DA lays charges against protestors holding education in Malamulele hostage

Desiree van der Walt MP

DA Shadow Deputy Minister of Basic Education:

The DA has laid charges against the self-appointed leader of the protestors and the ‘Shut Down Management Committee’, Mr Bedjani Hlungwane, and any members who have assisted him in preventing children from attending schools in Malamulele.

Roughly 150 schools have been unable to open their doors for the 2015 school year, affecting 179,000 learners who have not been able to go to school.

What is of particular concern is that approximately 300 matric student’s eligible to write supplementary exams have been unable to register to write these exams.

The protection of school infrastructure must be prioritised and urgent contingency plans put in place to:

  • ensure that those matric students who qualified to write supplementary exams are able to register and write them;
  • ensure that those children who have been denied education this year are accommodated immediately.

At a community meeting over the weekend Mr Hlungwane said that the protest is set to continue for another 21 days. This means that children in the area will be denied education for a further 3 weeks. This is unacceptable.

The right to a basic education is enshrined in the Constitution of the Republic of South Africa as a basic human right. The South African Schools Act dictates that children between the ages of 7 and 15 are subject to compulsory school attendance. Depriving children of their constitutional right to basic education is a criminal offense.

Section 3(1) of the South African Schools Act 84 of 1996 reads as follows:

“Subject to this Act and any applicable provincial law, every parent must cause every learner for whom he or she is responsible to attend a school from the first school day of the year in which such learner reaches the age of seven years until the last school day of the year in which such learner reaches the age of fifteen years or the ninth grade, whichever occurs first.”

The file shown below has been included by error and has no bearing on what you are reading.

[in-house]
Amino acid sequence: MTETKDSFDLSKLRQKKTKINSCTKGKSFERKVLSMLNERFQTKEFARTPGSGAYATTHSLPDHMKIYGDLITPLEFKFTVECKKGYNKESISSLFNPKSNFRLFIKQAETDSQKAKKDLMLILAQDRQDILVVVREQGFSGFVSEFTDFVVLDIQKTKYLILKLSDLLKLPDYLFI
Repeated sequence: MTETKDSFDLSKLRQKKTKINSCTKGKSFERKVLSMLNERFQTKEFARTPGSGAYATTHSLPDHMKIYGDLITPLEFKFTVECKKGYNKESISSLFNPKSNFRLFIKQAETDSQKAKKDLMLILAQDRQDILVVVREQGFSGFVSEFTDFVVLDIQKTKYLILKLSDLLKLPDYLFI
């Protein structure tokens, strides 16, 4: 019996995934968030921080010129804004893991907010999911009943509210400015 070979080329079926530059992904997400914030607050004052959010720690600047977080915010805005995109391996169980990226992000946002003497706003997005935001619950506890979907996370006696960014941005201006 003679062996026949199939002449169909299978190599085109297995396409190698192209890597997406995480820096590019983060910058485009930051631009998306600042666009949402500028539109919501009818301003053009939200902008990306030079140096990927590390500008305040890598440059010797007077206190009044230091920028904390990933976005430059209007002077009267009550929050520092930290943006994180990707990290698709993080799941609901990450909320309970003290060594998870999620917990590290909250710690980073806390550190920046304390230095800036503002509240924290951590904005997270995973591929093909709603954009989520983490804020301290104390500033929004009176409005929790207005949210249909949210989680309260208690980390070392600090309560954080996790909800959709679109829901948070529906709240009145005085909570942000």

Section 3(6)(b) of the SA Schools Act reads:

“Subject to this Act and any other applicable law, any other person (other than a parent) who, without just cause, prevents a learner who is subject to compulsory attendance from attending a school, is guilty of an offence and liable on conviction to a fine or to imprisonment for a period not exceeding six months.”

It is in terms of this section that criminal charges have been laid against every protestor involved in the closure of the 150 schools.

The DA does not condone any violence or the destruction of property, but understands the desperation these protestors must feel. However it is imperative that the children are allowed to go back to school, as is their constitutional right, so they are not denied the opportunity to better their futures through education.

Residents have been protesting for a month, demanding a shift in the municipal boundaries to enable Malamulele to govern their own local resources and accusing the Thulamela municipality of channelling services to Tshivenda-speaking areas at the expense of Xitsonga residents.

Five schools in the area have been burnt so far and no contingency plans appear to have been put in place to ensure that no more school infrastructure is destroyed.

The impact of these protests on the education of Malamulele children will be far-reaching. These children are being denied an education, in direct contravention of their constitutionally guaranteed right.

Immediate and effective action is needed.